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Proposed SPAC rules may dampen market, encourage insurers


Proposed U.S. Securities and Exchange Commission disclosure rules for special purpose acquisition companies may deter some SPAC-related transactions but make directors and officers liability insurers more comfortable offering coverage for the risks, experts say.

SPACs, also called blank check companies, are publicly traded shell companies formed to raise capital to acquire private companies, which they usually have two years to do after their initial public offering.

A deSPAC transaction occurs when a private company merges with a SPAC. In the next step, the merged entity operates as a public company.

The transactions are often seen as less costly alternatives to traditional IPOs, though some critics say they can also be used to circumvent regulatory scrutiny.

The growth of SPACs last year was explosive, with 613 formations completed, but has since slowed dramatically. This is attributed at least in part to the anticipated SEC proposal as well as over issuance. However, there are still hundreds of SPACs seeking a target company, observers say.

The 372-page SEC proposal published in late March would require additional disclosures and remove the liability safe harbor for SPACS under the Private Securities Litigation Reform Act of 1995 with regard to making forward-looking statements, which traditional IPOS have not had available to them. The proposed new rules would require additional disclosures about SPAC sponsors, conflicts of interest, sources of dilution and additional information about business combination transactions between SPACs and private operating companies.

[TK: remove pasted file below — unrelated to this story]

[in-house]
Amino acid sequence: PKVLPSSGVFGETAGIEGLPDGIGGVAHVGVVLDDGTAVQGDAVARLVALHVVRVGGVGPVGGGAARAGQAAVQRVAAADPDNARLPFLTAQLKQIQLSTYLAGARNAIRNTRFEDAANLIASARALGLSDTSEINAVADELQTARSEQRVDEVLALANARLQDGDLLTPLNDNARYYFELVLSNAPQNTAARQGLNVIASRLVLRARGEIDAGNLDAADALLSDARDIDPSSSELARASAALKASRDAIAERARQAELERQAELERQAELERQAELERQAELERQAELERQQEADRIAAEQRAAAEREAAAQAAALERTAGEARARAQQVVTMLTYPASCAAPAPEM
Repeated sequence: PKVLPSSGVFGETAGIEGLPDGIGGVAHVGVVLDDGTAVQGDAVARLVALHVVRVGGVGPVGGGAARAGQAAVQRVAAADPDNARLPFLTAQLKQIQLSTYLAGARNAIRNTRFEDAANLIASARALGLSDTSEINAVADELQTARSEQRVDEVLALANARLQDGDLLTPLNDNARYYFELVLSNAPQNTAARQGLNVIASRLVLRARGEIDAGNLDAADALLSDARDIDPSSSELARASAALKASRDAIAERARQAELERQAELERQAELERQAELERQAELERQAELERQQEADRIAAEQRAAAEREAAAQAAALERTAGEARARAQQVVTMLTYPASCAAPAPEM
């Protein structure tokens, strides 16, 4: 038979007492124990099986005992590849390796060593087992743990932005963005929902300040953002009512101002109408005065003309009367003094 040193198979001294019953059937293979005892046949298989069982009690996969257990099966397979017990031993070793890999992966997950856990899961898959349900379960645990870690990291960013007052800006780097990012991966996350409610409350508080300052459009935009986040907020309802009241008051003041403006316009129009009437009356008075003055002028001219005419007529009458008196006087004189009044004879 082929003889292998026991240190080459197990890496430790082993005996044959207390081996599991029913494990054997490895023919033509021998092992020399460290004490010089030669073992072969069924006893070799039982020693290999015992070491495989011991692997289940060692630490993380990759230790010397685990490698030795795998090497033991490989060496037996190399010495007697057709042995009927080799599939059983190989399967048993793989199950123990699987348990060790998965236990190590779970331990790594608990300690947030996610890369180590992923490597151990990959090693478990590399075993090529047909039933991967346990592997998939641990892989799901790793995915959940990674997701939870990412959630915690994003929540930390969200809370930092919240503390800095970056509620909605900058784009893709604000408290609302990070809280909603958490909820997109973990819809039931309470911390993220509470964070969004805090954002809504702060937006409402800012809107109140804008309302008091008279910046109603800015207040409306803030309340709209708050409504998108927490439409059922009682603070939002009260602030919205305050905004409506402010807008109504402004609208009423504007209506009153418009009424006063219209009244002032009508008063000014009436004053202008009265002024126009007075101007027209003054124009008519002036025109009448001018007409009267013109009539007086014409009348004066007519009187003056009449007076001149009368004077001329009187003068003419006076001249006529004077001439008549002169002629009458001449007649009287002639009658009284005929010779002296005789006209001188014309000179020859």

Most observers say they do not expect the final rules, which will be issued sometime after the comment period closes at the end of this month, to differ much from the proposal.

“It’s unlikely to go through exactly as is,” but the SEC “may not be easily swayed” to make major changes, said Larry Fine, New York-based management liability coverage leader for Willis Towers Watson PLC.

The proposed rules “do add significant disclosures and transaction complexity for SPACS and could discourage prospective SPAC sponsors and it could throw some cold water on any deSPAC transactions,” said Kevin LaCroix, executive vice president in Beachwood, Ohio, for RT ProExec, a division of R-T Specialty LLC.

Removing the safe harbor provision would “strongly discourage private companies from going the deSPAC route vs. going the traditional IPO route,” said Derek Lakin, New York-based senior vice president and national SPAC practice co-leader for Lockton Cos. LLC. It will “take away one of the main advantages of doing the SPAC,” he said.

However, strong proposed transactions will still be able to move forward, said Machua Millett, Boston-based SPAC leader at Marsh LLC.

Many believe the rules may encourage D&O underwriters to write coverage for SPAC-related businesses.

Tim Fletcher, Los Angeles-based CEO of Aon PLC’s financial services group in the U.S., said that over the long term, “you’re going to see better deals come to market,” which will “give insurers comfort in terms of deploying capital” into the segment.

If insurers see that the rules have a positive effect on the quality and level of disclosure in the deals, they may be more comfortable underwriting SPACs, said Anton Lavrenko, New York-based regional head, financial institutions and private equity North America, with Allianz Global Corporate & Specialty.

Andrew Doherty, New York-based national executive and professional risk solutions practice leader for USI Insurance Services LLC, said that more disclosure may result in increased errors and omissions liability for investment bankers.

“That’s always been a difficult line of coverage,” he said.

Henry P. Van Dyck, a partner with Faegre, Drinker, Biddle & Reath LLP in Washington and a former financial crime prosecutor with the Justice Department, who often worked in parallel with the SEC, said the proposal portends “likely increased future enforcement actions” by the SEC.



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